~Jeffery Hamelman

It’s fine to say this, but the backdrop is this idea of the yin-yang of making bread.

Happy baking!

BTW… I’ve been writing this entry while baking and I just pulled the garlic loaves out of the oven! The traditional sourdough loaves have at least another day in my retarder.

I’ll provide a recipe later on, but I adapted it from Jeffery Hamelman’s book, “Bread.” His recipe uses bread flour, but I used a high-extraction/AP flour blend.

Engaging the Five Senses

It was supposed to be a batard… 🙂

I’ve been baking bread for over 40 years, but I haven’t really taken it seriously until this past year. My only goal up to that point was to create something edible. Take, for instance, the loaf pictured above. It was absolutely delicious. But I remembered thinking it didn’t look right. It completely conformed to the shape of my Dutch oven. It was supposed to be a batard! But it exploded in my pot probably due to it being under-fermented.

My wife, ever supportive of my new passion, told me that it didn’t matter as long as the bread tasted good. But I showed her pictures from Ken Forkish’s “Flour Water Salt Yeast” and said that I wanted to make bread that looked like the bread in the pictures and further explaining that as an artist (I’m a part-time professional musician), aesthetics are important to me.

After that conversation, I put my foot down and decided to not only make bread that tasted good, but it had to look good as well.

But since then, I’ve evolved my sense of aesthetics. Now, I feel as if a successful bake is one in which the bread appeals to all five senses.

Sight – I’ve broken down the visual sense into two categories: 1) Similarity to the archetype of the loaf I’m creating and; 2) General visual appeal, or how appetizing the loaf looks. For the first item for example, do the baguettes I made look like what I expect baguettes to look like. The second one is easy. Does it look good?

For example, look at the loaves above. Both are sourdough batards. If I placed the two side-by-side for consumption, I’m willing to bet that the loaf on the left would be cut into first for the simple reason that it just looks better than the loaf on the right that has collapsed (it was over-proofed).

Visual appeal is important to me at this stage in the game. A “hug” should look like a hug. A ciabatta should look like ciabatta and have a beautiful, open crumb.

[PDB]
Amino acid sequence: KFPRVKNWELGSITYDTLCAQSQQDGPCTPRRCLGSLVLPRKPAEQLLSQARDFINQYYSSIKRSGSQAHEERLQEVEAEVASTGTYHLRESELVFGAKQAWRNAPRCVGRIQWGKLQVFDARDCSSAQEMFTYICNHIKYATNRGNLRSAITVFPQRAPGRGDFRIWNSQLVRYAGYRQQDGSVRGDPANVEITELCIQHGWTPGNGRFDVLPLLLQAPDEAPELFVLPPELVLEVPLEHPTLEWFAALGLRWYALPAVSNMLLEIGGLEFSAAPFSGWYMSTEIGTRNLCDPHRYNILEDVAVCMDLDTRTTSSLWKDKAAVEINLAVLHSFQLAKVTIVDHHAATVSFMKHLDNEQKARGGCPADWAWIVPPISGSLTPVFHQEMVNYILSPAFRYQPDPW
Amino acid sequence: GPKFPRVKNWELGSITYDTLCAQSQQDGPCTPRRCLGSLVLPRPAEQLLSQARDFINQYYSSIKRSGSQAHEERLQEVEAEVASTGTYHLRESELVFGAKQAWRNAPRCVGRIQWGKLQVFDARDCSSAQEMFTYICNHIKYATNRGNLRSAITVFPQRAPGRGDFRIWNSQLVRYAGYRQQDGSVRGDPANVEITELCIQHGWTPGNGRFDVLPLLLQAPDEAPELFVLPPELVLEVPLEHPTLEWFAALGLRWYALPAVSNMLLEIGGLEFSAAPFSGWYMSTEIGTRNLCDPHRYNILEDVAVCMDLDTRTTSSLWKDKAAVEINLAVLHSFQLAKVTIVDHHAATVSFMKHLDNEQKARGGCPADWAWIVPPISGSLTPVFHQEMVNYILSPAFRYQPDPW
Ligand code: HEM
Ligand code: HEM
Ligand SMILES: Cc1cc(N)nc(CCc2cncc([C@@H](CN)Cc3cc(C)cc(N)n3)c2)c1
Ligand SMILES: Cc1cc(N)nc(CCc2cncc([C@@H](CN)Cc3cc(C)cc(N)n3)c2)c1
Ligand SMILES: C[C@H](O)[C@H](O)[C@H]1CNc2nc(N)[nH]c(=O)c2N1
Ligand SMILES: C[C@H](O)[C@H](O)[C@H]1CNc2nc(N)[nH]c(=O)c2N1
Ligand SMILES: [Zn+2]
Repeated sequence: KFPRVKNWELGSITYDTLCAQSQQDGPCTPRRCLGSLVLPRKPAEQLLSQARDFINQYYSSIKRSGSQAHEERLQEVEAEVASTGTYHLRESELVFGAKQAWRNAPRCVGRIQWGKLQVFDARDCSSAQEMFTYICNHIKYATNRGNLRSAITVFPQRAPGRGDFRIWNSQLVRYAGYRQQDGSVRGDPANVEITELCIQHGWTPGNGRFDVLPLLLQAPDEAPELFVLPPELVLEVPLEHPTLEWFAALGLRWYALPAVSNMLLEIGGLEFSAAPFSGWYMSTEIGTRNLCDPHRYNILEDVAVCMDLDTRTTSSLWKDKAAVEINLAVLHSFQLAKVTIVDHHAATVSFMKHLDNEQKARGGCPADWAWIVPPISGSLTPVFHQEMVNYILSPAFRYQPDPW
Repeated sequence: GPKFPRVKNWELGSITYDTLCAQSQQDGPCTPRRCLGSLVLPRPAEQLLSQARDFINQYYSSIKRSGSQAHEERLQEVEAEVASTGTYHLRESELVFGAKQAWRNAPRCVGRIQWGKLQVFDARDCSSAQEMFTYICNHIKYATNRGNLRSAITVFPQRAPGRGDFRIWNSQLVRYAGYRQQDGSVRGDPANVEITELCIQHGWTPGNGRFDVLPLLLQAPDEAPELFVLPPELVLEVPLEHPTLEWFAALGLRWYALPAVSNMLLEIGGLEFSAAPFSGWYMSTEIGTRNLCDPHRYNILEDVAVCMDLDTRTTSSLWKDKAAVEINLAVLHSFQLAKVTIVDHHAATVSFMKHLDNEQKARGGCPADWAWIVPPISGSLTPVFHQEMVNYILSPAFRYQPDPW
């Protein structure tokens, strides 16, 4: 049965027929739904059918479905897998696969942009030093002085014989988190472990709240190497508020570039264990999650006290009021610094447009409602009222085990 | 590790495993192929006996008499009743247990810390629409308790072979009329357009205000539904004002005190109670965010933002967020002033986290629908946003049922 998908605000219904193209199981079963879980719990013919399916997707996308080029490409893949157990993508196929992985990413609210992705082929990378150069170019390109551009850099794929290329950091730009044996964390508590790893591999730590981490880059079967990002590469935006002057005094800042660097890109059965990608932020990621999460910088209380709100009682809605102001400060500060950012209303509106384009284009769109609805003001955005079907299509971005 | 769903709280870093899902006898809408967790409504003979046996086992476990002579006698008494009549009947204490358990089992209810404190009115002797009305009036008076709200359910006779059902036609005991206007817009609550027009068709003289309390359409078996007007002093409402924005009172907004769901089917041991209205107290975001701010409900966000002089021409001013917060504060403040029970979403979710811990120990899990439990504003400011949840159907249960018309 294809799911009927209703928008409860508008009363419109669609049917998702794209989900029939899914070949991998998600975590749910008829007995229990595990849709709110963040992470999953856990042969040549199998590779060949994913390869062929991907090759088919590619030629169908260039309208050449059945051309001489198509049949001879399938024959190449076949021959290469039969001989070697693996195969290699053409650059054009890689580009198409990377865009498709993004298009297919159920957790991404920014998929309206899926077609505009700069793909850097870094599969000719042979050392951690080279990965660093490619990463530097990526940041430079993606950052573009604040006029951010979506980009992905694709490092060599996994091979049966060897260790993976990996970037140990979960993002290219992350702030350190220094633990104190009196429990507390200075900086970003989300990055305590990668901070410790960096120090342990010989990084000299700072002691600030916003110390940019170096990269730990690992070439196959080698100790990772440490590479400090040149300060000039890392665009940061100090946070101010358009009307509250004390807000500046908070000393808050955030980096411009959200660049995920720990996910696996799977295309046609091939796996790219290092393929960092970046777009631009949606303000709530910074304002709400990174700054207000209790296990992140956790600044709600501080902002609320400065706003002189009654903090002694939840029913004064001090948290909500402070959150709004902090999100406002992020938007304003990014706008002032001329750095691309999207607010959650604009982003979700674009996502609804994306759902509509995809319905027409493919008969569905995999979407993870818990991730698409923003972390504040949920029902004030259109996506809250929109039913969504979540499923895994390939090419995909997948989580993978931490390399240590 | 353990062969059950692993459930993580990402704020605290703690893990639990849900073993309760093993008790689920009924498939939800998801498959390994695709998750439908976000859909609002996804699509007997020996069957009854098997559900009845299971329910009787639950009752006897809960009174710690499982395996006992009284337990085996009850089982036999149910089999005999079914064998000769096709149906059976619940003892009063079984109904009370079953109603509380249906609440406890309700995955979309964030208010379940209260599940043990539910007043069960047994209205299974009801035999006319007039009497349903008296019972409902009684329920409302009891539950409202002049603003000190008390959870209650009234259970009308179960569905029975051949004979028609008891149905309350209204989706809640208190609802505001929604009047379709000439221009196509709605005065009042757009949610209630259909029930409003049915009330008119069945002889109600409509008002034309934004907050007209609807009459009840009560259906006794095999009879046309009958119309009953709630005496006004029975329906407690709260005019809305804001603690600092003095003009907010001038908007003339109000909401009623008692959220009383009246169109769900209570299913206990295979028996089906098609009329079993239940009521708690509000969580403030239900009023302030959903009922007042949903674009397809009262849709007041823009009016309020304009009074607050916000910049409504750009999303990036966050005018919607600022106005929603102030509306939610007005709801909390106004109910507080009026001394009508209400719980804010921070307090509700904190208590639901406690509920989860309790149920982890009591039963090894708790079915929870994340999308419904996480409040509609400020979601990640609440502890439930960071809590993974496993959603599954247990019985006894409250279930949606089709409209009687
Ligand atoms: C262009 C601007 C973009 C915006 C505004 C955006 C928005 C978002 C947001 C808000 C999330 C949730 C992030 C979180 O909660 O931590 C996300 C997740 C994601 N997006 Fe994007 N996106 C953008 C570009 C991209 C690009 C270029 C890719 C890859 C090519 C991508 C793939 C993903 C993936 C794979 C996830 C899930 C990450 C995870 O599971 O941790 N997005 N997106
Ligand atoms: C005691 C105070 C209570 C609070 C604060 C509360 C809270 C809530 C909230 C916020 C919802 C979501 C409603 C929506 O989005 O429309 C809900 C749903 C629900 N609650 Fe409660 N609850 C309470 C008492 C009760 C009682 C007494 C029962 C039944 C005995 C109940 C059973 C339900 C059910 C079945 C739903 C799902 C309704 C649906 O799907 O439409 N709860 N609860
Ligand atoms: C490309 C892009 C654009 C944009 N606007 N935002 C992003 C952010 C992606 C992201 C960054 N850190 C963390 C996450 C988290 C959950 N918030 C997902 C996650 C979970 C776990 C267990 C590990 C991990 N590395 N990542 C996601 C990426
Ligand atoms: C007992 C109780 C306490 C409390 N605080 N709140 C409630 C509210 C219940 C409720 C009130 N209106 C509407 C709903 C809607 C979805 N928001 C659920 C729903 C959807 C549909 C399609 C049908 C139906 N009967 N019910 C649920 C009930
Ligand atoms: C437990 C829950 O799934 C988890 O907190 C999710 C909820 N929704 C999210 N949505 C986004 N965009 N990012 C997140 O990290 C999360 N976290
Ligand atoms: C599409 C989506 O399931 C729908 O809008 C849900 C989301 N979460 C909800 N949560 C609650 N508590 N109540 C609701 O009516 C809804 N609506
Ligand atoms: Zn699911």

Touch – What does the loaf feel like? Again, does the loaf feel like it should? For hearth bread, even for large loaves, when I pick one up, I want them to feel lighter than what my eyes tell me. Take the batard on the left above. That loaf weighed over two pounds. It was a big loaf. But when I picked it up, it felt light and airy. The crumb reflected that:

Not only that, the texture of the crumb was spongy and soft – and I was even using a predominance of whole wheat and high-extraction flour!

Aroma – Pretty much any homemade bread smells great coming out of the oven. But I found so much complexity in aroma by using a blend of different flour. To me, there’s nothing like the aroma of whole grains when they’ve been subjected to high temperature.

Taste – Though they’re not listed in any particular order, I purposely didn’t list taste first because it’s kind of a given. And frankly, similarly to wine, taste goes along with aroma. As with aroma, what I strive for with my bread is a complexity in flavors. And since there’s technically on three ingredients in naturally leavened bread, achieving complexity is a system of trade-offs.

For instance, because I use a healthy percentage of whole wheat and high-extraction flour (typically 10% whole wheat, 50% high-extraction) in my flour blend, my loaves generally don’t have a super-open crumb. I also tend to bake my loaves more aggressively to ensure good caramelization of the sugars on the crust (though I do my best not to take things out to black).

A more “aggressive” bake

Sound – This one isn’t as apparent as the others. But when I pick up a loaf and give it a light squeeze, I want to hear the bread sing as the crust gently crackles beneath my fingers. I also listen to my loaves as they cool and expect an occasional crackle as the loaf contracts and the crust cracks. It’s a sign that the crust is crispy, but also has some give in it.

There’s really nothing like that sound!